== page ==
List o’ the Week: The Toughest Men and Women of Film Noir

Don't mess with this tough dame.

Don’t mess with this tough dame.

There are lots of ways to define the word “tough.” Strong and resilient. Physically hardy.  Hard to cut or chew!  But in the film noir realm, the “tough” description takes on a whole ‘nother meaning, giving us characters who are ruthlessly determined, relentlessly hard-boiled, fearless, callous, and willing to do whatever it takes to get whatever they want. It’s one of the things I love most about film noir.

This week’s list celebrates the toughest dames, dicks, gunsels and dolls of film noir. Read on and see if your favorites are here!

Ida Lupino:  Hard-boiled tough. It was all in her attitude . . . she could cut you down to size with a few choice words, and slap you with a smile on her face.  See Road House, While the City Sleeps

Dick Powell:  Smooth tough. Always cool, always unflappable.  See Johnny O’ClockCry Danger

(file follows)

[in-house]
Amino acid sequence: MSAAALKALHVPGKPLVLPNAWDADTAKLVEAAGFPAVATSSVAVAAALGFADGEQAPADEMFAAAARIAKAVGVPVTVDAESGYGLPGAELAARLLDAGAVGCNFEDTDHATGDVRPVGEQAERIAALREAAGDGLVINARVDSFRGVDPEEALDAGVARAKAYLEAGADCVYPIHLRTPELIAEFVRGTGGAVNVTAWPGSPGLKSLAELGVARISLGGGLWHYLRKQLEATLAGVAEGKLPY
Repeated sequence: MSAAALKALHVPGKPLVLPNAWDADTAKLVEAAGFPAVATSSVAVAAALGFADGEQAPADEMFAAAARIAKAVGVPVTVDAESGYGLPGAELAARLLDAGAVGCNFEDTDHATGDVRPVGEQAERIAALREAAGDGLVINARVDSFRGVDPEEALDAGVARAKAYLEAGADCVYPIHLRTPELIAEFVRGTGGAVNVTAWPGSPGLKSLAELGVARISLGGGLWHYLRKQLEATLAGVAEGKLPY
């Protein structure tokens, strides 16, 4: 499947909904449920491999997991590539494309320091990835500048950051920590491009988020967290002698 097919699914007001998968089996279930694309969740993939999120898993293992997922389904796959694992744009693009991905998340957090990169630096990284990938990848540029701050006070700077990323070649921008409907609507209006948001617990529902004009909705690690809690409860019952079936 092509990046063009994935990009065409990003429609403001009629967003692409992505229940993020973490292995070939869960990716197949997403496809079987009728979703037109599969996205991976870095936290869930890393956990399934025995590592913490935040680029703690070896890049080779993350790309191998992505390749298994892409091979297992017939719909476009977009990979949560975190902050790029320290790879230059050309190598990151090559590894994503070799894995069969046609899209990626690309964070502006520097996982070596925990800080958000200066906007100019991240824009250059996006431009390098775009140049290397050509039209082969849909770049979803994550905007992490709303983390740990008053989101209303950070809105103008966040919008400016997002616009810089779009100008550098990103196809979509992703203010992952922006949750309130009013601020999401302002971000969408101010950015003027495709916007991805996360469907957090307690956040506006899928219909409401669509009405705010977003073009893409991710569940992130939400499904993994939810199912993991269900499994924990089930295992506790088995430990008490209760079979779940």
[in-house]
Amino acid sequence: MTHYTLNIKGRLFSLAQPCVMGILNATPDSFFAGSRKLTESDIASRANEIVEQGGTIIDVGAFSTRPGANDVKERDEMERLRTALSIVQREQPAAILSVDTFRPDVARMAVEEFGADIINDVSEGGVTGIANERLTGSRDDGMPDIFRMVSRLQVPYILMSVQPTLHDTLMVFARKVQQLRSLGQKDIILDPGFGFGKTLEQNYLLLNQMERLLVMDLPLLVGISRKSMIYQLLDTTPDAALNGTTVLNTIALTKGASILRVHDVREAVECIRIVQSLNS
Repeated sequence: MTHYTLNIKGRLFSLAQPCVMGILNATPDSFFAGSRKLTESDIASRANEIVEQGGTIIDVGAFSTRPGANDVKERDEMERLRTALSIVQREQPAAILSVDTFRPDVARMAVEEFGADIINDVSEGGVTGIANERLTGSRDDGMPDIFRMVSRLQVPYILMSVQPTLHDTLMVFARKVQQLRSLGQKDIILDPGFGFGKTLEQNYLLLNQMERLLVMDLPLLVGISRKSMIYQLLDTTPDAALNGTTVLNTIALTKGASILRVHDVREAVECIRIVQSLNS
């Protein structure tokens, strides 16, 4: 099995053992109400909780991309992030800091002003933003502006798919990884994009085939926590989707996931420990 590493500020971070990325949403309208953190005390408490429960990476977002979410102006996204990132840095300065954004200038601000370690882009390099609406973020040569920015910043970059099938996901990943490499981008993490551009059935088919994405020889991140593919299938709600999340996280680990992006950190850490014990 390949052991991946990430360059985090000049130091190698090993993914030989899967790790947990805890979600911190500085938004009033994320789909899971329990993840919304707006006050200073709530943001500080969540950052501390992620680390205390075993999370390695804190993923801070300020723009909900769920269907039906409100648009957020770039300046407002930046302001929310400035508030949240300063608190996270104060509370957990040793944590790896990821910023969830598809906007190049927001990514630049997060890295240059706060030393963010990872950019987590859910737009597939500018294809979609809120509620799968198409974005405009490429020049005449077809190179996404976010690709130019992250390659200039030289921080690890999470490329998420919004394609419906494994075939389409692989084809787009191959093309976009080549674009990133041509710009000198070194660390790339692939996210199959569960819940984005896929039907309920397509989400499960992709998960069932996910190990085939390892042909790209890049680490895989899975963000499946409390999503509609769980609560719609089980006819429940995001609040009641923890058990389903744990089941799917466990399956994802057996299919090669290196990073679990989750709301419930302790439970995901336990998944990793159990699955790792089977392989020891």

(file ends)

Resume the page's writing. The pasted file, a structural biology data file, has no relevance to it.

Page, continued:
Claire Trevor:  Refined tough. Like a lump of coal polished into a diamond, she glittered on the outside, but was rock-hard on the inside. See Murder, My Sweet, Born to Kill

Sterling Hayden. Nary a chuckle.

Sterling Hayden. Nary a chuckle.

Sterling Hayden:  Stoic tough. Life was serious business for this tough guy. (I mean, really – did he ever smile?)  See The Asphalt Jungle, Crime Wave

Marie Windsor:  Steely tough. She was as hard as nails and sharp as a razor.  See The Narrow Margin, The Killing

Robert Ryan:  Quietly tough. He didn’t have to raise his voice to make his intentions known or his expectations understood.  See The Racket, Act of Violence

Barbara Stanwyck:  Icy tough. With one chilly glance, she could reduce a man (or woman!) to a puddle.  See Double Indemnity, The Strange Love of Martha Ivers